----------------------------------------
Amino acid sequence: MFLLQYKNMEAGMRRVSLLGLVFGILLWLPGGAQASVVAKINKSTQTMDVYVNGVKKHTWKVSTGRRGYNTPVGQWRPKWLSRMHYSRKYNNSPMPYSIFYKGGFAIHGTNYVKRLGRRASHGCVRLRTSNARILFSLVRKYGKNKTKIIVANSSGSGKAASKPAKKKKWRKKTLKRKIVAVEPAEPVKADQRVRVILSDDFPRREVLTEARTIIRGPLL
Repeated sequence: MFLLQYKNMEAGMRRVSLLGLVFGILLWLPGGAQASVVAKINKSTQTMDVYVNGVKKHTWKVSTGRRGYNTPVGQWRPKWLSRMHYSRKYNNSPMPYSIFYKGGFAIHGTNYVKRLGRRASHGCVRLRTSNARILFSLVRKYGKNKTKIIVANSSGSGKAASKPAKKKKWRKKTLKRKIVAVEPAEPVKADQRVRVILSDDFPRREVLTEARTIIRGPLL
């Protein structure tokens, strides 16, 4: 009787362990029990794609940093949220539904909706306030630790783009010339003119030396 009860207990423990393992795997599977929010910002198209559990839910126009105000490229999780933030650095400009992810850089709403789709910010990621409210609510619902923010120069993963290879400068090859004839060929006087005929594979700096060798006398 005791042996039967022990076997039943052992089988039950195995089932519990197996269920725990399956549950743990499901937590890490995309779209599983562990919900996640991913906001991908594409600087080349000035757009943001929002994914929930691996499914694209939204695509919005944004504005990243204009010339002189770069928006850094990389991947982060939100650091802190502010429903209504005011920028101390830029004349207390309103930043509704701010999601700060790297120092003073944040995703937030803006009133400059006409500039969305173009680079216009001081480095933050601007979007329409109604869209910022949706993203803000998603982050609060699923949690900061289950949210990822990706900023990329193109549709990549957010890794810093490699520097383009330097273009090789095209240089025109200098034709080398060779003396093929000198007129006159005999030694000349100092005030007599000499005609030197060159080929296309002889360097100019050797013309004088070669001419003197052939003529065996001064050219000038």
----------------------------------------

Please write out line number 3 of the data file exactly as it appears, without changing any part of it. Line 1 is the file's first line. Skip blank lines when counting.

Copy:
């Protein structure tokens, strides 16, 4: 009787362990029990794609940093949220539904909706306030630790783009010339003119030396 009860207990423990393992795997599977929010910002198209559990839910126009105000490229999780933030650095400009992810850089709403789709910010990621409210609510619902923010120069993963290879400068090859004839060929006087005929594979700096060798006398 005791042996039967022990076997039943052992089988039950195995089932519990197996269920725990399956549950743990499901937590890490995309779209599983562990919900996640991913906001991908594409600087080349000035757009943001929002994914929930691996499914694209939204695509919005944004504005990243204009010339002189770069928006850094990389991947982060939100650091802190502010429903209504005011920028101390830029004349207390309103930043509704701010999601700060790297120092003073944040995703937030803006009133400059006409500039969305173009680079216009001081480095933050601007979007329409109604869209910022949706993203803000998603982050609060699923949690900061289950949210990822990706900023990329193109549709990549957010890794810093490699520097383009330097273009090789095209240089025109200098034709080398060779003396093929000198007129006159005999030694000349100092005030007599000499005609030197060159080929296309002889360097100019050797013309004088070669001419003197052939003529065996001064050219000038």